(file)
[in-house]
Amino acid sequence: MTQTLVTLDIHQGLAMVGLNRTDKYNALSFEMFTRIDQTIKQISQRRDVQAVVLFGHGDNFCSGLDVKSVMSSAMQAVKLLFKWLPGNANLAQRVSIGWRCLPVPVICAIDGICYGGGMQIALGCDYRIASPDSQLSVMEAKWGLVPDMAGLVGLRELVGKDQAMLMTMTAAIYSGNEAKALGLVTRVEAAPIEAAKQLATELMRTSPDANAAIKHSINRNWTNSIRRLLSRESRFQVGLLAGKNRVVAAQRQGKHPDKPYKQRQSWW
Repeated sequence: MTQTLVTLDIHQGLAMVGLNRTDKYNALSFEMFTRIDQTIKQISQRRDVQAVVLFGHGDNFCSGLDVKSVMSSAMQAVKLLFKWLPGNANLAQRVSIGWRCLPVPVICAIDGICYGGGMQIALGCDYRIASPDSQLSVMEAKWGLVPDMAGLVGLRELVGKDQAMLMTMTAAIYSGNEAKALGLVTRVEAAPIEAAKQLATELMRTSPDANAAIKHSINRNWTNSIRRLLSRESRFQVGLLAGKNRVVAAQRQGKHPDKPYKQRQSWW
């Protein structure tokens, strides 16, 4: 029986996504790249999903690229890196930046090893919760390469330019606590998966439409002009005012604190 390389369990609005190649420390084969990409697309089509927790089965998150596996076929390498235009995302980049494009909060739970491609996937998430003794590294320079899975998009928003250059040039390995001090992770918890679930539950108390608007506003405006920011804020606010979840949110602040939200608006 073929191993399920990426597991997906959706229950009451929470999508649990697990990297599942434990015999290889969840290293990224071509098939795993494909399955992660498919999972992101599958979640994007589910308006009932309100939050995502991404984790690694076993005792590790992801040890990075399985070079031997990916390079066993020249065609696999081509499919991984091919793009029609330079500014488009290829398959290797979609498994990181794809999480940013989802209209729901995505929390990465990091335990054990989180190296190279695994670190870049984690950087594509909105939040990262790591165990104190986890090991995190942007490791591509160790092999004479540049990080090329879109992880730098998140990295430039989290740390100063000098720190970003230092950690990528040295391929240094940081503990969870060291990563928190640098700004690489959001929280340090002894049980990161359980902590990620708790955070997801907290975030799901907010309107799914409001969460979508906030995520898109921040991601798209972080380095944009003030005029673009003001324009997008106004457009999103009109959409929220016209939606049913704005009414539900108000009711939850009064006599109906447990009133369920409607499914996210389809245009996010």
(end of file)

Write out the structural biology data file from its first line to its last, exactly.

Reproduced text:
[in-house]
Amino acid sequence: MTQTLVTLDIHQGLAMVGLNRTDKYNALSFEMFTRIDQTIKQISQRRDVQAVVLFGHGDNFCSGLDVKSVMSSAMQAVKLLFKWLPGNANLAQRVSIGWRCLPVPVICAIDGICYGGGMQIALGCDYRIASPDSQLSVMEAKWGLVPDMAGLVGLRELVGKDQAMLMTMTAAIYSGNEAKALGLVTRVEAAPIEAAKQLATELMRTSPDANAAIKHSINRNWTNSIRRLLSRESRFQVGLLAGKNRVVAAQRQGKHPDKPYKQRQSWW
Repeated sequence: MTQTLVTLDIHQGLAMVGLNRTDKYNALSFEMFTRIDQTIKQISQRRDVQAVVLFGHGDNFCSGLDVKSVMSSAMQAVKLLFKWLPGNANLAQRVSIGWRCLPVPVICAIDGICYGGGMQIALGCDYRIASPDSQLSVMEAKWGLVPDMAGLVGLRELVGKDQAMLMTMTAAIYSGNEAKALGLVTRVEAAPIEAAKQLATELMRTSPDANAAIKHSINRNWTNSIRRLLSRESRFQVGLLAGKNRVVAAQRQGKHPDKPYKQRQSWW
């Protein structure tokens, strides 16, 4: 029986996504790249999903690229890196930046090893919760390469330019606590998966439409002009005012604190 390389369990609005190649420390084969990409697309089509927790089965998150596996076929390498235009995302980049494009909060739970491609996937998430003794590294320079899975998009928003250059040039390995001090992770918890679930539950108390608007506003405006920011804020606010979840949110602040939200608006 073929191993399920990426597991997906959706229950009451929470999508649990697990990297599942434990015999290889969840290293990224071509098939795993494909399955992660498919999972992101599958979640994007589910308006009932309100939050995502991404984790690694076993005792590790992801040890990075399985070079031997990916390079066993020249065609696999081509499919991984091919793009029609330079500014488009290829398959290797979609498994990181794809999480940013989802209209729901995505929390990465990091335990054990989180190296190279695994670190870049984690950087594509909105939040990262790591165990104190986890090991995190942007490791591509160790092999004479540049990080090329879109992880730098998140990295430039989290740390100063000098720190970003230092950690990528040295391929240094940081503990969870060291990563928190640098700004690489959001929280340090002894049980990161359980902590990620708790955070997801907290975030799901907010309107799914409001969460979508906030995520898109921040991601798209972080380095944009003030005029673009003001324009997008106004457009999103009109959409929220016209939606049913704005009414539900108000009711939850009064006599109906447990009133369920409607499914996210389809245009996010």